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Ohlendorf's Changeup

In the previous post, Jonathan Scippa commented on Ross Ohlendorf's excellent slider.  The changeup is the evil twin of Ross's slider.  While batters hit just .131 and slugged .237 off the slider, they creamed the change for a .352 BA and a .730 slugging percentage (all stats in this post cover 2008-2010).

The changeup is supposed to look like a fast ball.  To fool the batter, the pitcher uses the same arm speed and release point as the fastball, but holds the ball differently so the speed is slower.  The batter swings at what he thinks is a high speed pitch, but the ball isn't there yet.  A poor changeup, however, gives the batter an easy pitch to hit.

As you might expect, the slower pitch drops more than a fast one:

Ross Ohlendorf fastball movement, 2008-2010Ross's fastball, on average, moves just as you would expect a pitch to move.  You might call it flat.  Hitters, in fact, do well against his fast ball, hitting it for a .306 BA  and a .495 slugging percentage.

Ross Ohlendorf changeup movement, 2008-2010Note that the changeup is anything but flat.  It's moving down at the plate, just what a batter wants to hit a home run.  Ross's fastball get hit 315 feet on the fly; his changeups go 323 feet.  Ross gets the double whammy with the change.  He doesn't throw it well enough to fool batters into thinking it's a fastball, and the drop makes it a great pitch to hit out of the park.  He should stick with the slider.


Ross Ohlendorf Wins Arbitration Hearing

Ross Ohlendorf (1-11, 4.07 ERA) won his arbitration hearing with the Pirates this week and will make $2.025 million in the coming season.

Ohlendorf was right at league average in most categories for 2010, no more so than his 100 ERA+. His HR/FB ratio, however, dopped about 3% to 6.3% last season. For a fly ball pitcher (career 41.7%), this is likely unsustainable. And given that his FB% has increased every year, a HR/FB regression to league average could do some heavy damage to his ERA next season.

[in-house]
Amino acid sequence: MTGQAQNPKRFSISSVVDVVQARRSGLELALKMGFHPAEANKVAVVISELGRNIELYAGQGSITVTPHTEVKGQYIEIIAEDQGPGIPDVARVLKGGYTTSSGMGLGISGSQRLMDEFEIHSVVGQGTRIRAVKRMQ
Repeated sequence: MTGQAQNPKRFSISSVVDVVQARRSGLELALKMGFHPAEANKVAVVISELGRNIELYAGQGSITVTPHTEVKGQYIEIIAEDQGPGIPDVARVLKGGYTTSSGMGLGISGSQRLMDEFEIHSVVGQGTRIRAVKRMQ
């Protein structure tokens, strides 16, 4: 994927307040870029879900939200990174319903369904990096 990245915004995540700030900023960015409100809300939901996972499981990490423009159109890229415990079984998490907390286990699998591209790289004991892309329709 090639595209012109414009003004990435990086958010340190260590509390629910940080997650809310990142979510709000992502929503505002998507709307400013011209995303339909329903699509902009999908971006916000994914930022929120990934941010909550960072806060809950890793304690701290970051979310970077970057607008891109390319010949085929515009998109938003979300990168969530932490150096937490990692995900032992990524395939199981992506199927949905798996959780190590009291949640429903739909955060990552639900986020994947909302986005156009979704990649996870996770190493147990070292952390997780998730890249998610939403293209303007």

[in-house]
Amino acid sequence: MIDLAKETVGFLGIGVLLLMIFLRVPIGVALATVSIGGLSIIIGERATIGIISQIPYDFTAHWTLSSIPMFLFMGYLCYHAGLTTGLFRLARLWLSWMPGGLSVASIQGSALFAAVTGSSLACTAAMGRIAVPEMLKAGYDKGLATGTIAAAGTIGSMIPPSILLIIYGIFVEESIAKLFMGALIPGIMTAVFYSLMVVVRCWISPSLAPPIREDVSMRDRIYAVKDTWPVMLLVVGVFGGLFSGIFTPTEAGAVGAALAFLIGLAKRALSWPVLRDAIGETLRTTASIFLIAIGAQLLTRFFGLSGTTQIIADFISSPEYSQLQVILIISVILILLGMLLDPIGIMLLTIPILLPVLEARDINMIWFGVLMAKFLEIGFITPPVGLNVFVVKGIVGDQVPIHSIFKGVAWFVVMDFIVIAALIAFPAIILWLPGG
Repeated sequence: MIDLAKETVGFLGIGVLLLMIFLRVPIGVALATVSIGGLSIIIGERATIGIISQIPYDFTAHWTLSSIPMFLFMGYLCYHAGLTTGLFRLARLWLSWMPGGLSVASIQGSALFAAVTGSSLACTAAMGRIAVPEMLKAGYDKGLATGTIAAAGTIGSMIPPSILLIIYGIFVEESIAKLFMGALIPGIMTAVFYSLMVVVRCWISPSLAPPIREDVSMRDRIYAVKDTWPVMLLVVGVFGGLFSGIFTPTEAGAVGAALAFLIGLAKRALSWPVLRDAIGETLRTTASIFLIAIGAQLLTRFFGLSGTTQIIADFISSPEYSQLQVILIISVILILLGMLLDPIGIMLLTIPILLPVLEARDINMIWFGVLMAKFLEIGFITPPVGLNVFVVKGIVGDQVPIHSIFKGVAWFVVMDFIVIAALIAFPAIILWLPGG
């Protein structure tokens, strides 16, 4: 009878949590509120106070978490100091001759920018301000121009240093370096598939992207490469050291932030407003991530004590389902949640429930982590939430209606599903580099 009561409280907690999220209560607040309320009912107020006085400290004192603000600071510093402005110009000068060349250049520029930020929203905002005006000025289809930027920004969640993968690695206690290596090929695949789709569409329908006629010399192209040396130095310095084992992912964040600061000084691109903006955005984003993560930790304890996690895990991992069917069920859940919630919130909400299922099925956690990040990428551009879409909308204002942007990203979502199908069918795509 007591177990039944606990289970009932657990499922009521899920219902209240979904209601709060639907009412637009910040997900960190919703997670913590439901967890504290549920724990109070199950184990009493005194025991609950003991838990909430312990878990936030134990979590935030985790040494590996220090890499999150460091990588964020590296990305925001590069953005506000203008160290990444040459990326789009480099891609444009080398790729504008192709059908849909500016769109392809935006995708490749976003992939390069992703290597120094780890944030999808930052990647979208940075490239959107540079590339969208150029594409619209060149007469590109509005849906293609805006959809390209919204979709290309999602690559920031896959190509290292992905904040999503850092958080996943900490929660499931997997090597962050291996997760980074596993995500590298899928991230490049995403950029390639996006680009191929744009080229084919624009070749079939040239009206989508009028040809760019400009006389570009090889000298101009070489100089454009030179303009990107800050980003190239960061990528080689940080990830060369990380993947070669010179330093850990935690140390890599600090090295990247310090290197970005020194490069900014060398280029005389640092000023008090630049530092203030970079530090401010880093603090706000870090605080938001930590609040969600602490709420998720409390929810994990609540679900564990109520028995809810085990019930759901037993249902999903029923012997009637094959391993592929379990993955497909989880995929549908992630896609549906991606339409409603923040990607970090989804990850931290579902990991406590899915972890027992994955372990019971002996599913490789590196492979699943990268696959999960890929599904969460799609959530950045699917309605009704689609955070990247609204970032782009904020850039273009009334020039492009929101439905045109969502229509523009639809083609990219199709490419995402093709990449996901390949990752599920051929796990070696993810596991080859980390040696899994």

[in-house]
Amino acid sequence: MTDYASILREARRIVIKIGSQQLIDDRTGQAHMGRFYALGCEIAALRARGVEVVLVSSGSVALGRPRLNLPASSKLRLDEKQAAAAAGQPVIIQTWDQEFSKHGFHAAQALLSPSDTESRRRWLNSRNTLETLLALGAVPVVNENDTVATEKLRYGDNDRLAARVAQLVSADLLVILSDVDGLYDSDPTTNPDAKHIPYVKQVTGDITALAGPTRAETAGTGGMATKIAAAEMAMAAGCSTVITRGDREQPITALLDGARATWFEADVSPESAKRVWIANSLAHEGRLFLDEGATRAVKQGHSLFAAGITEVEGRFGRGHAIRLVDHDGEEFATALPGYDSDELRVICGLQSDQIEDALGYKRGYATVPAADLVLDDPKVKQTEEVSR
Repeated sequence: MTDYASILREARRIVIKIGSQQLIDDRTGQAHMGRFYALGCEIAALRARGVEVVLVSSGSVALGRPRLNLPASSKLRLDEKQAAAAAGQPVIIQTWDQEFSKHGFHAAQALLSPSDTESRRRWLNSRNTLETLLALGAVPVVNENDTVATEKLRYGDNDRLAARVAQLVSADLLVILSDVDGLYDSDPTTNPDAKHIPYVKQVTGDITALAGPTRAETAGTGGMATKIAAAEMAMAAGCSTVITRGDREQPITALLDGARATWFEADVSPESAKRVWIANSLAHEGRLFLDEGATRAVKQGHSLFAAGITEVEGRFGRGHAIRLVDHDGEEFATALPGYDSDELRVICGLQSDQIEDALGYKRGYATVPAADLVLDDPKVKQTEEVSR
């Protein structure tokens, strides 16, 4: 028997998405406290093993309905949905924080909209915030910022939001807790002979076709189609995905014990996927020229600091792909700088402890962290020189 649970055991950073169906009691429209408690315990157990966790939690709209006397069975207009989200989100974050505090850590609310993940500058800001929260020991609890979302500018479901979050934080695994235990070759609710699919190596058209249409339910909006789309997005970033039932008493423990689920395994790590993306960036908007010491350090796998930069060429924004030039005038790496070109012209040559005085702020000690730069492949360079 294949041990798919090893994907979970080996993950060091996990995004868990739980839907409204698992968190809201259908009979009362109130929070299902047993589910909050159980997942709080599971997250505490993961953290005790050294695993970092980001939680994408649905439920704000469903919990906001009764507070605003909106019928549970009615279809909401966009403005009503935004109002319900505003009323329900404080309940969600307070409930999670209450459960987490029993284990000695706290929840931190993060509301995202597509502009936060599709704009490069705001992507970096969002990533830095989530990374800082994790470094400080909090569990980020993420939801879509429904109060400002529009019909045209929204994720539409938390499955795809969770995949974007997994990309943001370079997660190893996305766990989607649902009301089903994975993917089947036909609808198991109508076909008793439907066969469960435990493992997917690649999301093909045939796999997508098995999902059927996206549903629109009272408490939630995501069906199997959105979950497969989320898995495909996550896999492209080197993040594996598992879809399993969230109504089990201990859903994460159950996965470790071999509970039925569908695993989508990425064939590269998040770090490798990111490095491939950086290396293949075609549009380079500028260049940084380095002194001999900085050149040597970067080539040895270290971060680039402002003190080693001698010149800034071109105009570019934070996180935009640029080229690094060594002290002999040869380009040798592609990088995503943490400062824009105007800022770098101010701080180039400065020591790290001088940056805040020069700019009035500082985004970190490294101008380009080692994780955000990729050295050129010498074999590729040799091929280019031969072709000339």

His slider, however, was well above league average in opponent batting average and SLG% in 2010. The in play SLG% on his slider also ranked 7th in all of baseball. The Pirates are sure hoping he can build on this success while winning more than one game this season.


Taking Sliders

There’s a world of difference between a minor league slider and a major league slider. Many young hitters often find it hard to adapt to the advanced pitching repertoire they face in the majors, and the slider is often a big reason many fail to make the transition permanent. Part of the problem comes from the harder fastballs they face in the bigs, making the time to identify a slider much shorter.

Since his debut in 2008, Evan Longoria has increased his batting efficiency against the slider each year. Take a look at how his ability to take a slider increased each year:

Sliders Taken by Longoria
Taking fewer sliders that ended up in the strike zone raised Longoria’s expected OBP (eOBP) against sliders from .371 in 2008 to .391 in 2009, and .409 in 2010.